Finally, Kristen McLean of the ABC invites feedback on this year’s BEA. What is your reaction to the show moving its schedule to midweek? Have you attended BEA in the past, but aren’t this year? And if so, why? Has the change in format and timing affected your decision to come? How about bringing your staff? If you wanted to offer any feedback to the administration of BEA, what would it be?
P.S. And now that you’re all in a BEA mood, do go back and check out the spoof BEA schedule. Josie and I thought it was hilarious, if we do say so ourselves.

Do the Write Thing for Nashville — An Irresistible Auction

Elizabeth Bluemle - May 12, 2010

Photo by Keith Gallagher at Flickr

Children’s book professionals are raising some serious cash for flood-damaged Nashville through a creative auction organized by three enterprising writers: Victoria Schwab, Amanda Morgan, and Myra McEntire. Not content with the inadequate coverage of a natural disaster that has leveled neighborhoods—no excuse for the oversight even though the oil spill and car bomb were simultaneous stories—these three women have drawn attention and monetary relief to the problem by auctioning off valuable goods and services donated by industry folks, including publishers, editors, agents, authors and illustrators.
I’m a little late in discovering this amazing effort; the auction is already in its fifth round. Items in the current grouping (bidding goes for three days) include manuscript critiques from agents, editors, and one publisher; a book-marketing package including one piece of “marketing swag,” such as a postcard or bookmark; autographed books and totes and goodies; five days at a Montana ranch; three pieces of laundry handwashing done in Manhattan (!); an author Skype visit for a school or to talk about publishing; and—wait for it—a Dolly Parton clothespin doll. (I’m not linking to these examples individually because there are 16 items in this round, and each one deserves checking out. But I will start you off on Round 5, Item 1, and you can browse from there.)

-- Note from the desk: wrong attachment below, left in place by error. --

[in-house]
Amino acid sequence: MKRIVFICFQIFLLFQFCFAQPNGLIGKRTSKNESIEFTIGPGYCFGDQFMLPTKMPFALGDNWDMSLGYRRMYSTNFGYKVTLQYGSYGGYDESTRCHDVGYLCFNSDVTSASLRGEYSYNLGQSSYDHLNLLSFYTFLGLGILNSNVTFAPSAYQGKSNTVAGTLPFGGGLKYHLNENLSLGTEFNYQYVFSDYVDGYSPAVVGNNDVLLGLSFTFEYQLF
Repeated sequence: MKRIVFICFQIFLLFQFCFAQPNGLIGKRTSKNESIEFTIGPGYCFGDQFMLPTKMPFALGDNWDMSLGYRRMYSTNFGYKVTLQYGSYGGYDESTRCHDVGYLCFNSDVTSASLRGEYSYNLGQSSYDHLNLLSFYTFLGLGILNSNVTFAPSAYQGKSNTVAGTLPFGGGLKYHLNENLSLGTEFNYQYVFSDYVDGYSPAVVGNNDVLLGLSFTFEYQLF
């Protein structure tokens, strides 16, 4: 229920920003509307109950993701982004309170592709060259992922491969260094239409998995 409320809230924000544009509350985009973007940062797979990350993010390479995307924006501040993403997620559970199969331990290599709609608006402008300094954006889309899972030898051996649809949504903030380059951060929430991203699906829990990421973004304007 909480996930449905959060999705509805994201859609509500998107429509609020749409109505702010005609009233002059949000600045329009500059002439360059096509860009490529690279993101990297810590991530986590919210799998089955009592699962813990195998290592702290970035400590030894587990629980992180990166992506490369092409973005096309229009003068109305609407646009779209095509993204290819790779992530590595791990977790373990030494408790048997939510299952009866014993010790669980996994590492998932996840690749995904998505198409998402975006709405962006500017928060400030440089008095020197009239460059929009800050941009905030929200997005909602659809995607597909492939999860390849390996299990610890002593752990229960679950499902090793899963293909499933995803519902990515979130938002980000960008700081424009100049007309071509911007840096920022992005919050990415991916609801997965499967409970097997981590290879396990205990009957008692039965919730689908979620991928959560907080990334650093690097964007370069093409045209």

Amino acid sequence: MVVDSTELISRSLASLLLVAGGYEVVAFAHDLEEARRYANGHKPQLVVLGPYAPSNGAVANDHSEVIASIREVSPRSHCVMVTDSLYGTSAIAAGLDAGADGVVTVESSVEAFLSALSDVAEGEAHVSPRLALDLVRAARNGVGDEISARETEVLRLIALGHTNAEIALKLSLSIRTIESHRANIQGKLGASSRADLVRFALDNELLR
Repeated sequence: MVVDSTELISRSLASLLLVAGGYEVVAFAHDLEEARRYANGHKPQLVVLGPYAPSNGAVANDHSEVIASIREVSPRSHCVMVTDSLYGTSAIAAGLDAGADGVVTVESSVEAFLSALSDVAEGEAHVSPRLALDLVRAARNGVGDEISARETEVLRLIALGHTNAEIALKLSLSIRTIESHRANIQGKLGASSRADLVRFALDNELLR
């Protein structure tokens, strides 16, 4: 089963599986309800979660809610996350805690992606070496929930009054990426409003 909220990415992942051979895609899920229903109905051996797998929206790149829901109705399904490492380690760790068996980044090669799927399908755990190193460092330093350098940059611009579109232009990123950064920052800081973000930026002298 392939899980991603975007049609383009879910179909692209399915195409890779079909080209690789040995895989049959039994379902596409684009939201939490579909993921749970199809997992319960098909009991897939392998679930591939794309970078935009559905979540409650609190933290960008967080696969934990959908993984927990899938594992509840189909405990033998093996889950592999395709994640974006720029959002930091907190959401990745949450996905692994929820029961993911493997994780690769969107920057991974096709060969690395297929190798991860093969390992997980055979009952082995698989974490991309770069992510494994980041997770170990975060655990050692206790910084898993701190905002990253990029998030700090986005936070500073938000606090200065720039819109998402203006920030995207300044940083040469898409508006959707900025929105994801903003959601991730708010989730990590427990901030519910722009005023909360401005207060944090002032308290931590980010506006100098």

Photo by Keith Gallagher at Flickr

This auction is an incredibly generous effort; the organizers have not only gathered the donations and partnered with a Tennessee Flood Relief organization (readers, you can donate directly if you’re not bidding on items), but have spent countless hours sorting out the organization of the rounds, answering emails, and smoothing out bumps in the process. Anyone who’s ever done this kind of thing knows the sheer amount of time it all takes.

Photo by Keith Gallagher at Flickr

As someone with a family member in Nashville affected by the flood, I am particularly appreciative of Do the Write Thing for Nashville. I love the children’s book world, and this is one of the reasons why: because people in our field are a helpful breed in general, and are better than most at making good on good intentions. Brava, DTWTN, and thank you.

Photo by Keith Gallagher at Flickr

Where’s the Crowd?

Josie Leavitt - May 10, 2010